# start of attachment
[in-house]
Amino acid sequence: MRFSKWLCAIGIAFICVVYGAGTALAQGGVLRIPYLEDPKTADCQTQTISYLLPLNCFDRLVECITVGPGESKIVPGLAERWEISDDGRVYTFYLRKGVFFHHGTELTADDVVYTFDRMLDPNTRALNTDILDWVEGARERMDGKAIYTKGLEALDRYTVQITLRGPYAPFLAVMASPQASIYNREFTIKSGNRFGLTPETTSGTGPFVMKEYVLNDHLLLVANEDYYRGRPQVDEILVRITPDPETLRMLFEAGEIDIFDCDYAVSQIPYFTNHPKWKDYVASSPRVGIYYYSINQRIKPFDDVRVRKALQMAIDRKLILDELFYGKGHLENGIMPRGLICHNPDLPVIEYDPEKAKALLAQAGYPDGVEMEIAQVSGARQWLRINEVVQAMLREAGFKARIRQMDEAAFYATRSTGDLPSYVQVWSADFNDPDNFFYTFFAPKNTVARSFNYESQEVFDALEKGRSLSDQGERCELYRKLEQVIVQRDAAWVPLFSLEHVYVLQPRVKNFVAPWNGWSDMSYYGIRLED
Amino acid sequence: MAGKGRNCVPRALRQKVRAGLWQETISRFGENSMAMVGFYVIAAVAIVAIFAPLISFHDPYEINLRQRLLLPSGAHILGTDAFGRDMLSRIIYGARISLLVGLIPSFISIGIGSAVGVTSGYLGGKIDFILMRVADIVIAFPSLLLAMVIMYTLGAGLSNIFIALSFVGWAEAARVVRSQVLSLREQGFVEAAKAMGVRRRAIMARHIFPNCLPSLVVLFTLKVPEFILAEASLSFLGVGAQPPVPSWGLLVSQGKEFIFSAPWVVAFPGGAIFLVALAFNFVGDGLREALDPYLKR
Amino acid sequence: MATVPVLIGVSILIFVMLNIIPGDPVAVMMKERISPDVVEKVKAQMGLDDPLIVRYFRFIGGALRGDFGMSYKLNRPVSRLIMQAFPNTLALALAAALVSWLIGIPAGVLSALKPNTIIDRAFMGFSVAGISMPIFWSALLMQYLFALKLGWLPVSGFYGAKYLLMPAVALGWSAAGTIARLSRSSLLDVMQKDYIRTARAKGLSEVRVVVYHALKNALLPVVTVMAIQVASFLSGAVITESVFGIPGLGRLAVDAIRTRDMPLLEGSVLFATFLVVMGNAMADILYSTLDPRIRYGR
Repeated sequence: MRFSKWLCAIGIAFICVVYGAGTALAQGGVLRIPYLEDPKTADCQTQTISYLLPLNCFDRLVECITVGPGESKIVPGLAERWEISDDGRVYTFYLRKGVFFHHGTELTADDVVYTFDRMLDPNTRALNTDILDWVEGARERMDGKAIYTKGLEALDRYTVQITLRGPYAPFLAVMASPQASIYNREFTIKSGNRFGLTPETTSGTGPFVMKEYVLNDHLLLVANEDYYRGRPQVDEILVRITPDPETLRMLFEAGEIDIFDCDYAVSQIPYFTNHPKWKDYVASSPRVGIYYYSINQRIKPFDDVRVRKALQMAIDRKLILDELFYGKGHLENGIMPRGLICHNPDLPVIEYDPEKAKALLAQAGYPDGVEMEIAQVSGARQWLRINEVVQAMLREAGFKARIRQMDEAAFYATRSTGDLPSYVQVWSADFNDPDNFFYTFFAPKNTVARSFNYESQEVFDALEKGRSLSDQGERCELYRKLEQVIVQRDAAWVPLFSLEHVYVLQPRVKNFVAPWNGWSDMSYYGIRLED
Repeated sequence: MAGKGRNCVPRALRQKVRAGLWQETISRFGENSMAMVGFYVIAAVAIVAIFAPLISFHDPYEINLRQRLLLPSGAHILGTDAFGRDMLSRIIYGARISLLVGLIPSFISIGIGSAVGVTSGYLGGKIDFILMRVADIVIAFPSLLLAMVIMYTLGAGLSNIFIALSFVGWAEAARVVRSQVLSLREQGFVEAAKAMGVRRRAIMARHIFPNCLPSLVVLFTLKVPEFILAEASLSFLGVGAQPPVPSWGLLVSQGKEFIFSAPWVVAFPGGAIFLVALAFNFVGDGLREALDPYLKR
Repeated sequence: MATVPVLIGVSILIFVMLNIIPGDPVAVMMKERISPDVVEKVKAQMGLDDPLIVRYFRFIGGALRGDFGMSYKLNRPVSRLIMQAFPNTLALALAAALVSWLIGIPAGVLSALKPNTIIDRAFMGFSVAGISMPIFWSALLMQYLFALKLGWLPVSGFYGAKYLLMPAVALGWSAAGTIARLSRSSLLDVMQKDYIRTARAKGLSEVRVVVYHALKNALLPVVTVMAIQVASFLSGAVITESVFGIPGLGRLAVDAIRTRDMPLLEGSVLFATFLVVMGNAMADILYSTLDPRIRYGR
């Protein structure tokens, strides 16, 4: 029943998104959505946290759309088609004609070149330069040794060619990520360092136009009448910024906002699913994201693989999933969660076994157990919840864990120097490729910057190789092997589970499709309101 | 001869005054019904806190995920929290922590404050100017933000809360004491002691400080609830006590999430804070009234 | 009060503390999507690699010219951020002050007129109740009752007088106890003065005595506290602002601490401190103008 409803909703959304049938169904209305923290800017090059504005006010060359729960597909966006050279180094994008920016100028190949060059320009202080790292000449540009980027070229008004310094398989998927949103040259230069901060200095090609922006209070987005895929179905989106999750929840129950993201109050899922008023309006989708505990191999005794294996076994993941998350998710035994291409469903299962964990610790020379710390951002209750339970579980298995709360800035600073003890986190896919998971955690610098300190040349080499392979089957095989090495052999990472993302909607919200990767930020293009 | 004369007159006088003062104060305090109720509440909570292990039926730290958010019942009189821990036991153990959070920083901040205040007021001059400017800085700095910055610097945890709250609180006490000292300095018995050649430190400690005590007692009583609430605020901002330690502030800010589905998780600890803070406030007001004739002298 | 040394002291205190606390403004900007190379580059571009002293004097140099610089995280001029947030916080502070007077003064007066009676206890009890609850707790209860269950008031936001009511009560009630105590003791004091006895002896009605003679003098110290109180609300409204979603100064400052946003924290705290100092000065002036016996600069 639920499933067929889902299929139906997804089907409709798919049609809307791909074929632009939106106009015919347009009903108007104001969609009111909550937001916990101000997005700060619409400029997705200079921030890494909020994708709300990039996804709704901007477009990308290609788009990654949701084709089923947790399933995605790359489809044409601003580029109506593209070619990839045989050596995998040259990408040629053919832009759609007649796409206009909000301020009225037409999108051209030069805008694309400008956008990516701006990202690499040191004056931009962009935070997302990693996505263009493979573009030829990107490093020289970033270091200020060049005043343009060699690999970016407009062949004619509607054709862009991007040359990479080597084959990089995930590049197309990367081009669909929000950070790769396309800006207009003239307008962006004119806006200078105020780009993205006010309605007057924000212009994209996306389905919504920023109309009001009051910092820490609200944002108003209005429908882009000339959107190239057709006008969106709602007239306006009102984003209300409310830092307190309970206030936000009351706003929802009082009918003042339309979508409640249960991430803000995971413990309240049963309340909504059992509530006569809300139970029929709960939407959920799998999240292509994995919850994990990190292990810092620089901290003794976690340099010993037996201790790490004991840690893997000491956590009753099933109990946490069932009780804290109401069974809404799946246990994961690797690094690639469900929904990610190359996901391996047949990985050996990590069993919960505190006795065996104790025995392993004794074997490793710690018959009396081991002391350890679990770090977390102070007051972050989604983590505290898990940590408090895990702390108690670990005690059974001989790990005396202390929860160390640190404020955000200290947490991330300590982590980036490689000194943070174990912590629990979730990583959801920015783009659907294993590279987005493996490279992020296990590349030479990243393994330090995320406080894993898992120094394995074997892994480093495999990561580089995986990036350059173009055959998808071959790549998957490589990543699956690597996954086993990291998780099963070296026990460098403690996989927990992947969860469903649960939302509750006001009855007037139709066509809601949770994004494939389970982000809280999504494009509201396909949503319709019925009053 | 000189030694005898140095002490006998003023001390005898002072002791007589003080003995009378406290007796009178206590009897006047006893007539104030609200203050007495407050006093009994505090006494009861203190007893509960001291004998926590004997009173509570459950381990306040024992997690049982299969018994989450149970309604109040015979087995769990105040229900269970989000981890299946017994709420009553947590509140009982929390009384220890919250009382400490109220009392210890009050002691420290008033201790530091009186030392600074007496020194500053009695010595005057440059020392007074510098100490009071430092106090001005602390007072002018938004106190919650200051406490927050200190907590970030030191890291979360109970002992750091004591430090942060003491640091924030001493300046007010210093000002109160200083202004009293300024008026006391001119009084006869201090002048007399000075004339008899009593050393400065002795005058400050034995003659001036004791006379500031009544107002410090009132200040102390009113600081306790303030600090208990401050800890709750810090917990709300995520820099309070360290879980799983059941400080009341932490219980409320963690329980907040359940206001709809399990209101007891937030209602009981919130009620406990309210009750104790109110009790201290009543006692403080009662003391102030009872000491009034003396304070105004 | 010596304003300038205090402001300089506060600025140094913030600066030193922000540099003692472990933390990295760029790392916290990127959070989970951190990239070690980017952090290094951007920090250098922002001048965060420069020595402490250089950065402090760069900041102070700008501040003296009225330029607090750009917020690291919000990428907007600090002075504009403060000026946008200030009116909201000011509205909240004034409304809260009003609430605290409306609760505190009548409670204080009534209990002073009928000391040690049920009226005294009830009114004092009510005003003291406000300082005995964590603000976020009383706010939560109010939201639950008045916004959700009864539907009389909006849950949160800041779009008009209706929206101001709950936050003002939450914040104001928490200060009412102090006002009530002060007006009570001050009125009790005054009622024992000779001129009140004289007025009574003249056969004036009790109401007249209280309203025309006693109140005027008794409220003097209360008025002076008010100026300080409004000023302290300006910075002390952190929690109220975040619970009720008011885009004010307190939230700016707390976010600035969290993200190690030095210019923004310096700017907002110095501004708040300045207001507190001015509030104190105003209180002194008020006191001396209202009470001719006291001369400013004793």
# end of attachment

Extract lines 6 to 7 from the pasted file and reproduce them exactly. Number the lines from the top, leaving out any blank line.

Repeated sequence: MAGKGRNCVPRALRQKVRAGLWQETISRFGENSMAMVGFYVIAAVAIVAIFAPLISFHDPYEINLRQRLLLPSGAHILGTDAFGRDMLSRIIYGARISLLVGLIPSFISIGIGSAVGVTSGYLGGKIDFILMRVADIVIAFPSLLLAMVIMYTLGAGLSNIFIALSFVGWAEAARVVRSQVLSLREQGFVEAAKAMGVRRRAIMARHIFPNCLPSLVVLFTLKVPEFILAEASLSFLGVGAQPPVPSWGLLVSQGKEFIFSAPWVVAFPGGAIFLVALAFNFVGDGLREALDPYLKR
Repeated sequence: MATVPVLIGVSILIFVMLNIIPGDPVAVMMKERISPDVVEKVKAQMGLDDPLIVRYFRFIGGALRGDFGMSYKLNRPVSRLIMQAFPNTLALALAAALVSWLIGIPAGVLSALKPNTIIDRAFMGFSVAGISMPIFWSALLMQYLFALKLGWLPVSGFYGAKYLLMPAVALGWSAAGTIARLSRSSLLDVMQKDYIRTARAKGLSEVRVVVYHALKNALLPVVTVMAIQVASFLSGAVITESVFGIPGLGRLAVDAIRTRDMPLLEGSVLFATFLVVMGNAMADILYSTLDPRIRYGR